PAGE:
I think he has heard someone, probably me, say something about his difference. I think he has been churning it in his mind since he heard it, and at that moment, it came to the forefront of his thoughts, so he asked about it. I have recently done several phone interviews at home, and of course Christian is there with me, so I wonder if he didn't hear me talking about his eyes there, explaining to someone over the phone exactly what his condition is.
Christian is such a random kid. I can ask him if he's hungry and he will start telling me about our trip to the grocery store last week. Christian talks about whatever he's thinking about, not necessarily what's going on right at that moment, and not necessarily what everyone else is talking about at that moment. He processes the world in his own special way, and it might take days of replaying things over in his head before he has fully processed something. As he replays things he's heard or experienced, he will randomly talk about them. I usually know what he's talking about because I am usually with him, so I have a point of reference to carry on his random conversations as if they are totally normal. They really are normal. What six year old isn't random at times, right? Most people just don't have that point of reference like I do to carry on Christian's random conversations, and so they can't hold those conversations, although they are usually kind enough to try. It's sweet to see strangers ask Christian how he is, and when he answers that he has a pet fish, they smile and ask him to tell them more about that fish :)
So I began my answer, letting the words fall slowly as I chose each one carefully and purposefully. "Well, you were born with different eyes, Baby. But that's okay. I love your eyes just the way they are!" That's what came out of my mouth in that moment. I was okay with that answer. I hoped Christian would be. I held my breath waiting for a reply. I wondered if he would ask more questions, and he did.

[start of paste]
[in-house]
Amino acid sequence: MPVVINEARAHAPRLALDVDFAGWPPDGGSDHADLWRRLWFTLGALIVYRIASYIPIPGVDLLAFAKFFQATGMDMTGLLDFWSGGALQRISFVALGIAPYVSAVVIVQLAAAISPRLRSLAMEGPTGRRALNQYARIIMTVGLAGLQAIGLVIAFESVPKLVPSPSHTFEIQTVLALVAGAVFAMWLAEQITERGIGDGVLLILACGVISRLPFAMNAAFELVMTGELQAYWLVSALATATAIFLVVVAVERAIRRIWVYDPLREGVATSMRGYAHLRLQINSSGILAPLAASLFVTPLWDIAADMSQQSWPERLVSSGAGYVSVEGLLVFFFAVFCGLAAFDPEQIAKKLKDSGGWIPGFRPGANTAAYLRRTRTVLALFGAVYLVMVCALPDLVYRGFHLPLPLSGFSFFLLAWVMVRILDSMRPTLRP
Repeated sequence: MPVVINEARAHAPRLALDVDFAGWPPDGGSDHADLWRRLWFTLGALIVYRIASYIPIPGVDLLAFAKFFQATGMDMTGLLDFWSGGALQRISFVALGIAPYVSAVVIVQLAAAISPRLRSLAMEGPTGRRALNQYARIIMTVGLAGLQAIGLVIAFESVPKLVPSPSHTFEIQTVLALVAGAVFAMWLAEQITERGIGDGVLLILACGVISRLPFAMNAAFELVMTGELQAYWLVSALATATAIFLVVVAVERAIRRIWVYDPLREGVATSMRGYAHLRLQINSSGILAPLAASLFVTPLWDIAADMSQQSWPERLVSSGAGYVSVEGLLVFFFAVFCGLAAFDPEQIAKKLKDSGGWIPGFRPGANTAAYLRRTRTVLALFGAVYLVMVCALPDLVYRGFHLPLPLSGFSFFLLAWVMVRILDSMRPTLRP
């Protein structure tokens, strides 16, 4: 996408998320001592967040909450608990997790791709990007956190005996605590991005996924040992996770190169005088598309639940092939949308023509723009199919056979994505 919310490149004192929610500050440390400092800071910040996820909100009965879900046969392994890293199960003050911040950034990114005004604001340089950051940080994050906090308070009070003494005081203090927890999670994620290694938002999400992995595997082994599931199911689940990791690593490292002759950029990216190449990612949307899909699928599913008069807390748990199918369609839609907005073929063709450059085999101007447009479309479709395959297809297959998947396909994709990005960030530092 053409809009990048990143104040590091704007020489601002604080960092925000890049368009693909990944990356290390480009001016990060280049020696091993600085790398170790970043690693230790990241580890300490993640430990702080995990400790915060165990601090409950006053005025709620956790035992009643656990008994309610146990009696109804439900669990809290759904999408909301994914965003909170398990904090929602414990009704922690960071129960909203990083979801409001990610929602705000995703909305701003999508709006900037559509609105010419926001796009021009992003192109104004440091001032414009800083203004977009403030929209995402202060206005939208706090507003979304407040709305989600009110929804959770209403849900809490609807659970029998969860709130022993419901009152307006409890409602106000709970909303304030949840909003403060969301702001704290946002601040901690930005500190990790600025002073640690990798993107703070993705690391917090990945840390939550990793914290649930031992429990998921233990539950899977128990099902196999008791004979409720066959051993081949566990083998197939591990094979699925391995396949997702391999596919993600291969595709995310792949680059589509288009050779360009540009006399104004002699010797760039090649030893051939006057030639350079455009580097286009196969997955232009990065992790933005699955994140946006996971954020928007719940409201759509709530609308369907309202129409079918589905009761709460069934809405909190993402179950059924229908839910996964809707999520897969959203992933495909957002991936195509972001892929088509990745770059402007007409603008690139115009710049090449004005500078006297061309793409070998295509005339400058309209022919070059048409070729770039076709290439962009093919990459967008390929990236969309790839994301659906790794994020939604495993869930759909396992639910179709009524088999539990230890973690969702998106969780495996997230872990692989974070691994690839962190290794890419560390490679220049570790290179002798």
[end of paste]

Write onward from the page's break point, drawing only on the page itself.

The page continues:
"What is that?" he asked as he touched near his eye again, doing his version of pointing.
"That's your left eye," was my answer.
He moved his hand to "point" to his right eye, "What is that?"
Again, I said, " That's your right eye."
The conversation took a casual turn about something total unrelated (my random child) and I knew we were not going to be getting much deeper at this point. Christian asked how many eyes he had and then counted them. Then asked me how many nostrils he had. (Lol! Crazy kid!)
|Our "normal" family :)|
I've been waiting for this day for six years. I knew it would come. It wasn't as terrible as I thought it might be. I was scared that I wouldn't be able to give Christian an answer that he was okay with, or worse, I was afraid that when he asked me about his eyes, it would be because he was upset about them or had heard someone say something unkind about them.
I'm so thankful that his question was simple and unemotional. I'm thankful that he hasn't caught on to the notion that some people hold that his eyes are "bad." I'm thankful that I am getting a chance to give him his first impressions about his difference and make them positive and happy.
This parenting gig is a hard one, y'all. I am praying for grace and discernment to do it well! God is giving richly. <3